Thursday, November 30, 2017

Turning The Page On November


I awoke before 5 this morning when the bedroom was still swathed in darkness relieved only by the glow of the night light in the hallway. It was too early to go downstairs, too early to create the clatter that accompanies refilling the wood stove.  I stirred cautiously, feeling the heavy warmth of Chester-cat who sleeps on my feet.  The cats know when I am awake, no matter that I am quiet. They plod in from the guest bedroom across the hall, bounce onto the bed, bounce down again.  I hear them milling about in the gloom beyond the bed--they would like me to get up, trudge downstairs, turn on lights, open the porch door onto the morning.



There was no frost last night, the morning dawned with only a faint wash of pink staining pearl grey clouds.


For more than a week we have enjoyed sunny, nearly windless days following on frosty nights. 
The afternoon landscape has been gold-washed, mellow.  Trees, fence posts, buildings, cast long shadows.  Days are short with the sun sliding behind the western ridge around 4 o'clock. 
We live only a mile from the invisible line dividing eastern and central time zones. Although our home is on the central side of the line, at this time of year we are very aware of the early darkness, regardless of the clocks.


On Saturday after  a lunch assembled from holiday left-overs, I announced my intention to climb the steep trail that follows the spine of the western ridge. 


The rough trail lies beyond the leaning gate. Climbing, one can turn and view the lower house, the barn and the goat pastures.


The trail viewed in a zoom shot from the back door of the barn.


I was surprised that Jim was willing to walk with me.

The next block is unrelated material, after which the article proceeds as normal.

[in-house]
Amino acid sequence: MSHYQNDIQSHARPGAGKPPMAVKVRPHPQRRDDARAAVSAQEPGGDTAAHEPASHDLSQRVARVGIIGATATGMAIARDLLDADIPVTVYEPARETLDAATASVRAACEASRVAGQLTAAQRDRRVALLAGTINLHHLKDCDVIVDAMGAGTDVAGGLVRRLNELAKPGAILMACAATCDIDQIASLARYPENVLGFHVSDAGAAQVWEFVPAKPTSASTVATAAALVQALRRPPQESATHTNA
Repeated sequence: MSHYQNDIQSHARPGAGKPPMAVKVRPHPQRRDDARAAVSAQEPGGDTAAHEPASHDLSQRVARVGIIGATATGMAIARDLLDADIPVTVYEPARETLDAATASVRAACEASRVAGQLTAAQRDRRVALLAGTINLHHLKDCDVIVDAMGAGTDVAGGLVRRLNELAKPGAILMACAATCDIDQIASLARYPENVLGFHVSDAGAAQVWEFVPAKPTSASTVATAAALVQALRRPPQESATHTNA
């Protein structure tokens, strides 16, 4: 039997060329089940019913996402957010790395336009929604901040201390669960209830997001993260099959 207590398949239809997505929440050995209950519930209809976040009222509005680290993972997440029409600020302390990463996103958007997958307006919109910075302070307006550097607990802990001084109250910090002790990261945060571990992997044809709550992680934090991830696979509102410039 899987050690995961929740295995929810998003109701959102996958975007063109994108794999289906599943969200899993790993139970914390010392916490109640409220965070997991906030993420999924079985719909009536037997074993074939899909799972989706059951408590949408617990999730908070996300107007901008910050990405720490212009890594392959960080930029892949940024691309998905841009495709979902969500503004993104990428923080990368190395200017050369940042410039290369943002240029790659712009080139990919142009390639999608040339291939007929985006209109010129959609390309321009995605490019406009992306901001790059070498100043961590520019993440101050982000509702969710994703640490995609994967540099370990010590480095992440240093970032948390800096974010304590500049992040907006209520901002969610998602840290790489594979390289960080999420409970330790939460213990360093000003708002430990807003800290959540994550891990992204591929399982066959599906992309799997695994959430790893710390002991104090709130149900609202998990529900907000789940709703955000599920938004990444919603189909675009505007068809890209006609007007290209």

The ground flattens out at the top of the ridge after a steep climb. 
I didn't 'puff' as much as I expected.  Jim brought along his very sharp garden pruners to snip off brambles that had trailed into the path. While he attacked stray runners of wild rose and honeysuckle I had a chance to lean momentarily on my walking stick and catch my breath.


I am intrigued by the persimmon trees which grow on top of the ridge.


With most of the leaves gone treetops become sculpture against a blue sky.
I look up with my camera until I become slightly dizzy!




By the time we plunged back down the ridge trail the last slanting rays of sun washed the trees along the creek in a splash of red-gold, in brilliant contrast to the shadowed slopes beyond and the shorn and stubbled field along the road.


Renny--who knows he is handsome.

I have made every excuse to be outside during the warmer noontime hours.
The barn cats find sunny places to lounge once the frost and dew have 'burned off.'

Nosy teeters on the edge of the goats' water tub.


The yearling does gaze up the length of their pasture. 
The bottom of the ridge trail is visible, cutting its winding way through leafless trees.



Jim and our neighbor/renter F. made good use of the sunny days to continue stocking our respective wood sheds.
Last spring Jim moved the small shed which once served the leather shop near the lower house, hauling it up the lane and settling it outside the overhead doors which he installed in the former back entry/washroom.  The shed is stuffed full of seasoned firewood within easy reach.

Still more wood stacked against the wall of the stable.
Rather than housing an Amish horse and buggy the stable now provides parking spaces for Jim's ever changing collection of farm tractors.


Shadow-cat, who visits from next door, is familiarizing himself with the scent of creatures who might once have been at home in this wood while it was still standing.


Charlie has decided that Shadow is an intruder, so he crouches menacingly at the base of the wood stack.



The wood pile in black and white.


Several times today the sun scrambled from under shifting layers of clouds, only to be quickly  blanketed again by lowering billows of grey. Rain has mizzled down in a fine mist. The boy cats have dashed outside and returned disgruntled with damp fur.  I walked up the lane at dusk after a visit to the barn cats;  the air clung softly, the smell of wet leaves, dying gardens, wood smoke , all harbingers of  the countryside shifting into the somnolence of approaching winter.